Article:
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Social media is everywhere — but the law governing it remains a speciality form of practice: Here’s how to get into it

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By Adam Mawardi on

Ahead of Legal Cheek’s ‘Secrets to Success – media and sports law’ event tomorrow evening, ULaw associate professor Peter Goodchild looks back on a career that began as an IP and IT lawyer in the City

ULaw associate professor Peter Goodchild

When ULaw associate professor Peter Goodchild began his career at Slaughter and May in the 1990s, information and technology (IT) law was “very niche and the internet was embryonic.”

Today the picture couldn’t be more different. Indeed, such has been the infiltration of tech into our lives that the law governing it is creaking under the burden. There has also been a blurring of lines, with the coming together of media and technology reflected in the confluence of some legal practice areas.

Goodchild cites the controversial Copyright Directive that was recently rejected by the European Parliament due to the onerous responsibility it would have placed upon individual providers to check for infringements. Following this defeating vote, the Directive is to be redrafted and will face another vote this September. This process will likely involve a discussion of how to preserve internet freedom, while also protecting copyright holders. Importantly, the Directive’s initial rejection exemplifies the difficulty of bringing traditional copyright law into the digital age.

There is a similar story of the law struggling to keep up with social media.

“The traditional world of rules and practitioners are adjusting to a world of democratised information — the two don’t match,” says Goodchild. “So it will take time for the law and lawyers to adjust and to create a set of viable rules for social media.”

He predicts that rules surrounding breach of copyright and defamation “will need to be refreshed so as to make it less problematic”. But Goodchild still sees the law as having a central role to play — particularly in policing the social media companies. He continues: “Importantly, there needs to be a viable avenue for holding accountable those who provide the platforms to individuals who then infringe.”

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For students interested in this area, the route in is often more complex than that into specialisms like corporate law. Despite the omnipresence of media — social and otherwise — in our lives, this continues to be considered a specialty form of practice. That means going into it directly via a training contract can be tricky.

Goodchild suggests following a similar path to him, advising budding media lawyers to first secure a “training contract in the right kind of firm” that will train you in, among other things, IP and commercial law — “two areas which are difficult to understand without the other”. This foundational understanding “will then prepare you to make a switch to media and sports law at a later date”. Thorough research at the training contract application stage is key to identify the handful of law firms with substantial trainee intakes that have strong IP and commercial law departments.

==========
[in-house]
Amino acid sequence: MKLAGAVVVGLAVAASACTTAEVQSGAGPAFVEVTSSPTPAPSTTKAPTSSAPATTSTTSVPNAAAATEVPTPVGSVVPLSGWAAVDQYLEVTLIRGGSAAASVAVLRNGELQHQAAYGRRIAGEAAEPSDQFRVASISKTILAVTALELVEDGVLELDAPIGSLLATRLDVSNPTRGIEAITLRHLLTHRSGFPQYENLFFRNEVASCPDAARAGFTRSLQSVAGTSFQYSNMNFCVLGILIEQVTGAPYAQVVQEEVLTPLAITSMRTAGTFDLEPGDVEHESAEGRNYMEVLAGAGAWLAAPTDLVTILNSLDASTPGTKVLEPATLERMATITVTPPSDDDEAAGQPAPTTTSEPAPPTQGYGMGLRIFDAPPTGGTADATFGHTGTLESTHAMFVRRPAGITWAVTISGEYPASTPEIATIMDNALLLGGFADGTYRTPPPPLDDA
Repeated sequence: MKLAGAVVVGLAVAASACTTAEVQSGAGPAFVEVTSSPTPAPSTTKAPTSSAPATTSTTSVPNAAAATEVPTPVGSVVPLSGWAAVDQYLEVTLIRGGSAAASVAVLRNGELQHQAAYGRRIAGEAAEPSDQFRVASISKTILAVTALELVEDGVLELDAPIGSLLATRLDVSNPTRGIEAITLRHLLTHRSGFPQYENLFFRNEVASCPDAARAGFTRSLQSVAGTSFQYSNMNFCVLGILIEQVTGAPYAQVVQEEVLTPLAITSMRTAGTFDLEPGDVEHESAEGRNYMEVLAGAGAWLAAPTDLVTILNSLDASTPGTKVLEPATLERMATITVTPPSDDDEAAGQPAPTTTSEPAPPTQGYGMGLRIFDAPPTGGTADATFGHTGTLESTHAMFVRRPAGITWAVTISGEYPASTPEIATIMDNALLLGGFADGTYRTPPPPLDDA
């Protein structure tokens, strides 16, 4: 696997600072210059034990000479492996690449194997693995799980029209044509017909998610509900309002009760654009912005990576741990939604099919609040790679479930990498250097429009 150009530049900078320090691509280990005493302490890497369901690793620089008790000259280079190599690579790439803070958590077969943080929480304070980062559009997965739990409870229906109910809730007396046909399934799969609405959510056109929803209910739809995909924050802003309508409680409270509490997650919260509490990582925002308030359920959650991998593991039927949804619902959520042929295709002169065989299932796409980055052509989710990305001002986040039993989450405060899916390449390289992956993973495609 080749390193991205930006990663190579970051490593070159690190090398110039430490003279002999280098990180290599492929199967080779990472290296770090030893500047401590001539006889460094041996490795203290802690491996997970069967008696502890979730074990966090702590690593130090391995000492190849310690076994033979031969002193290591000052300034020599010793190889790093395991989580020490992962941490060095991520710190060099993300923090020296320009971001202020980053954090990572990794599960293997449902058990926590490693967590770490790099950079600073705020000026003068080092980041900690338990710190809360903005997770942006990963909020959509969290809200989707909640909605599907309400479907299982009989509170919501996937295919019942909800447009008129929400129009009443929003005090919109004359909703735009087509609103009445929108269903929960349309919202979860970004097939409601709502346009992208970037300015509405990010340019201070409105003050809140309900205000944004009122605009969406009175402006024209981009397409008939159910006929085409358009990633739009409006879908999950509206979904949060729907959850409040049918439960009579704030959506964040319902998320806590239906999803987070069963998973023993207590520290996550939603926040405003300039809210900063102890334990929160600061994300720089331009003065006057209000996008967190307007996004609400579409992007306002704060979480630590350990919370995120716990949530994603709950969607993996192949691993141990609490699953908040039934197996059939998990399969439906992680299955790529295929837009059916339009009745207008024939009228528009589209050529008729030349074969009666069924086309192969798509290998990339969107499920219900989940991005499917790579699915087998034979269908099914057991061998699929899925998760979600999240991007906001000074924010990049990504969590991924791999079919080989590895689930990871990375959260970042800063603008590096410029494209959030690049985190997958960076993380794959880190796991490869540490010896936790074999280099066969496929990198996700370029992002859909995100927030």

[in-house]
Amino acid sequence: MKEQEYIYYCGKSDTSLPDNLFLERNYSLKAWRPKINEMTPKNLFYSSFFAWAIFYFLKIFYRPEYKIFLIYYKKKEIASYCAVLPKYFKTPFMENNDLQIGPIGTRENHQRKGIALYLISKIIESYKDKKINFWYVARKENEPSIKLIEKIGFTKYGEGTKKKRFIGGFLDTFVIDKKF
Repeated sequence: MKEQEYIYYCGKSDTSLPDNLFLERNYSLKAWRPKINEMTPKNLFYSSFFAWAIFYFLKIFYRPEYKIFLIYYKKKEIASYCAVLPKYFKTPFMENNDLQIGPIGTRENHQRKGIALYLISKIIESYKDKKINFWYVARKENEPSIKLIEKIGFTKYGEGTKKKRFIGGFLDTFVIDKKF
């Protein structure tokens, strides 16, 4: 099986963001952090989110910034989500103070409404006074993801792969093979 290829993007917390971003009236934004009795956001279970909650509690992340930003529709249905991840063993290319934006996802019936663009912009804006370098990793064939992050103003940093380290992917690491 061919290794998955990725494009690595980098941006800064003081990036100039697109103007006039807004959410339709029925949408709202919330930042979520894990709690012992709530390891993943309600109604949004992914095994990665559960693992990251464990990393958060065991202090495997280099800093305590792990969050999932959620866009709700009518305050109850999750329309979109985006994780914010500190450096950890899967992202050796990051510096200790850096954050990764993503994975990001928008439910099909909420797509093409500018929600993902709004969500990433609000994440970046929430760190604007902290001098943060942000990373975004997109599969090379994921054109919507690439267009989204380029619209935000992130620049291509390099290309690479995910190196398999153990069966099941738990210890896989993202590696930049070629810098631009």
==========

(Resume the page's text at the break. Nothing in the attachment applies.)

Goodchild also emphasises the value in getting any experience — commercial, legal or otherwise — within media or related fields like sports. “While there is a limit to what you can do in one lifetime, it helps to present yourself as someone having both legal and non-legal experience. Although I recognise that this is not a luxury many students have,” he says.

An aptitude for black letter law is also important in this often complex and nuanced field. Goodchild adds: “The students that do stand out possess a fundamental competence with the law and have a ready understanding of how to articulate such competence.”

He is in a good position to assess this, having taught students for 18 years in a career that has taken him to programme and student lead for the graduate LLB at ULaw. Among other responsibilities, he designs courseware and assessments, and teaches on the LLB, Graduate Diploma in Law and Legal Practice Course. He has been an external examiner for Southampton Solent University and writes courses and textbooks for the CILEx Law School.

Looking ahead, Goodchild predicts that the growing lawtech revolution will have an impact on media law. Expect the “automation of legal services to be applied to mass copyright infringement and other IP claims” he says. But in this fast-moving area, where high-level legal skills and industry expertise will always carry a premium, there will always be a role for the human expert.

Peter Goodchild will be speaking at ‘Secrets to Success — media and sports law’ with 5RB, Howard Kennedy, RPC and Wiggin at ULaw’s Bloomsbury campus tomorrow evening. Apply now for one of the final few places to attend.

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